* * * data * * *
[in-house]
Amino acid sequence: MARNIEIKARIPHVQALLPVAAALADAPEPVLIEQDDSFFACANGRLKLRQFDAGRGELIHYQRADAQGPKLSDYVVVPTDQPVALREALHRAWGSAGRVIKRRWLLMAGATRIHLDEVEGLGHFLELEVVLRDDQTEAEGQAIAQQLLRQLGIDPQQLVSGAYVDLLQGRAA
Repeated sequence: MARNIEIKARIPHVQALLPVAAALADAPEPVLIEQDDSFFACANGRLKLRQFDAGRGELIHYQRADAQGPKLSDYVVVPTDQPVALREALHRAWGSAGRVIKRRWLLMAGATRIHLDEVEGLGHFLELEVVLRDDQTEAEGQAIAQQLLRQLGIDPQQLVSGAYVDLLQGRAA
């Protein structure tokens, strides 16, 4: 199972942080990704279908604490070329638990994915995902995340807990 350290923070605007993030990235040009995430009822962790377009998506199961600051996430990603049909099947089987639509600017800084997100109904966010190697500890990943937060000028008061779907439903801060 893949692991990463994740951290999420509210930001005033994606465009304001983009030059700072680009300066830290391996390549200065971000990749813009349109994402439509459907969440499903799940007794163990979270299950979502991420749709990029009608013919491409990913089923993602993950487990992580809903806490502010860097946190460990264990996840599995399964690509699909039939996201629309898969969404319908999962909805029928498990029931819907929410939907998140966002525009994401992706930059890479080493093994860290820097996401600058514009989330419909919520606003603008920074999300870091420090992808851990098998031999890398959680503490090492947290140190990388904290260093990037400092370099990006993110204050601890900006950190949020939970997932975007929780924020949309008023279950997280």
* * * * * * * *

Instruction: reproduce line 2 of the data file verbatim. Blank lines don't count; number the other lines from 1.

Amino acid sequence: MARNIEIKARIPHVQALLPVAAALADAPEPVLIEQDDSFFACANGRLKLRQFDAGRGELIHYQRADAQGPKLSDYVVVPTDQPVALREALHRAWGSAGRVIKRRWLLMAGATRIHLDEVEGLGHFLELEVVLRDDQTEAEGQAIAQQLLRQLGIDPQQLVSGAYVDLLQGRAA